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OUTSIDE THE PULPIT: Unite to promote Caribbean tourism


REVEREND ERRINGTON MASSIAH

OUTSIDE THE PULPIT: Unite to promote Caribbean tourism

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ON WEDNESDAY, March 19, 2014, tourism officials in Barbados and across the Caribbean received some very surprising and pleasant news from England.
It was while delivering the 2014 budget in the British House of Commons, the Chancellor of the Exchequer George Osbourne announced that changes will be made to the air passenger duty (APD) effective April 2015 to our region. 
I am sure that the players in the tourism industry were not looking for such a reduction.
After the tax was implemented in 2010, officials and their allies in the international travel industry mounted a significant lobby against what they deemed an unfair tax that jeopardised the viability of the tourism sector and the life blood of many of the small island economies of the region.  
The result showed the benefits of the sustained lobbying and advocacy on the part of the many special interest groups. We must never forget that unity is always strength.
The next 12 months could very well mean the difference between success or failure for our tourism industry and many governments.
We as a country welcome the removal of the levy (APD), but we must ask ourselves if the Chancellor is interested in Barbados and the countries in the region.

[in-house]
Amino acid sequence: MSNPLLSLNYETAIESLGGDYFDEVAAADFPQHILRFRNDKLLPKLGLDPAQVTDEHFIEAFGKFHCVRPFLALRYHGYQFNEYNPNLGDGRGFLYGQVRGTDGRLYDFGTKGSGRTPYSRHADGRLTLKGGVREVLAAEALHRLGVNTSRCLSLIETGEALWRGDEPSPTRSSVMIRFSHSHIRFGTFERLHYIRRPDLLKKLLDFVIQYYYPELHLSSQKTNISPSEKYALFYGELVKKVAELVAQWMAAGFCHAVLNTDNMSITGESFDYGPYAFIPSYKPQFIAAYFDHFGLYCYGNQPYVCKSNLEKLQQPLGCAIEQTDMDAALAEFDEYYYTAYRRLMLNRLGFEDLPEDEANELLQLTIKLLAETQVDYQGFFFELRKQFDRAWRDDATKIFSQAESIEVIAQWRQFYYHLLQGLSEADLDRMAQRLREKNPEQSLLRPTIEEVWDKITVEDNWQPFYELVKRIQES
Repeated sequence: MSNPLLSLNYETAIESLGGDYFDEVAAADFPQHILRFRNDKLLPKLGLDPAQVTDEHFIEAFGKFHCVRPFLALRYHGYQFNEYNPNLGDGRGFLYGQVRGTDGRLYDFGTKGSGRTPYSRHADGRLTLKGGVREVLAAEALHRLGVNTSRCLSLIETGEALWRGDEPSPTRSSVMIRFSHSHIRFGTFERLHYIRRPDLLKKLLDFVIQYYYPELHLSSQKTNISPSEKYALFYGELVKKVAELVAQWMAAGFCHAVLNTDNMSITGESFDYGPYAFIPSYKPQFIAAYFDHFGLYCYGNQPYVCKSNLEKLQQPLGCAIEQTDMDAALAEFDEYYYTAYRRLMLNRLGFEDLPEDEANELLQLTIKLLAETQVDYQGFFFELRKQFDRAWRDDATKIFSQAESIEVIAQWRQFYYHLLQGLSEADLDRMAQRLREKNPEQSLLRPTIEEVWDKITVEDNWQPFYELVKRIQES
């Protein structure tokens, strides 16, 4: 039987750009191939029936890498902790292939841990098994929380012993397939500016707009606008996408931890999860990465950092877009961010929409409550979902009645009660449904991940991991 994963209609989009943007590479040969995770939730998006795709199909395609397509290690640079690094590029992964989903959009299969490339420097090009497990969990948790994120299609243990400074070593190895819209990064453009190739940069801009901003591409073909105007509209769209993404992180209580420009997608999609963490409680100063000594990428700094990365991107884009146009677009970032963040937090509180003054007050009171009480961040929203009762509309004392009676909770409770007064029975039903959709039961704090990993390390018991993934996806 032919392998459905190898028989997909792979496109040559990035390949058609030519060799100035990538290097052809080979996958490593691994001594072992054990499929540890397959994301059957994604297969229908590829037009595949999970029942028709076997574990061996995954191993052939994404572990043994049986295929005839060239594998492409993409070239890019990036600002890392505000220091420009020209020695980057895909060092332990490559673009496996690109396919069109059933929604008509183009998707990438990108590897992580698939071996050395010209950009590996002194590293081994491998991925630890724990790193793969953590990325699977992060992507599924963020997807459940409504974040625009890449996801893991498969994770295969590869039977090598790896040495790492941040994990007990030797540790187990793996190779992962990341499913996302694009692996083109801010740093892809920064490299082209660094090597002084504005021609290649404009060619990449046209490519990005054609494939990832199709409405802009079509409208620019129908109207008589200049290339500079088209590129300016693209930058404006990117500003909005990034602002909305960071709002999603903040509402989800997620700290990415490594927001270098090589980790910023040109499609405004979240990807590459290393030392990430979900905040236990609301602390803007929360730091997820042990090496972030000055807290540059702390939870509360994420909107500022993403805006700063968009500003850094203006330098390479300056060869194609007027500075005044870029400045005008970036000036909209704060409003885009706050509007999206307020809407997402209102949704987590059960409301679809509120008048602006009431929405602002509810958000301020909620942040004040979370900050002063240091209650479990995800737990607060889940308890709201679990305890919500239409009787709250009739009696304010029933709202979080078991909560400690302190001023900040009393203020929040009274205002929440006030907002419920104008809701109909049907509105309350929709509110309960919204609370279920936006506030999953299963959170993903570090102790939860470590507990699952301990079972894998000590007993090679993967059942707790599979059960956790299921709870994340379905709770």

I think the answer is no. 
We must not be misled into believing that Mr Osborne’s announcement during the Budget was based on interest in tourism in the region. 
The truth is that a general election is due in Britain by May next year.
His presentation was a sort of last opportunity to give people there (Britain) a chance to reflect on their financial situation.
It is good for Barbados, because Britain is one of our major markets, if not the major one.  When it comes to tourism, we need those visitors to come to our country.
The APD has taught us many lessons, the most important of which is what can be achieved by tasking a united stand. Barbados could not have done it alone, neither could Jamaica or Trinidad and Tobago.
So while we have made headway in reducing the air passenger duty, there is a bigger lesson for all of us.  We must remain united in promoting the Caribbean tourism brand.

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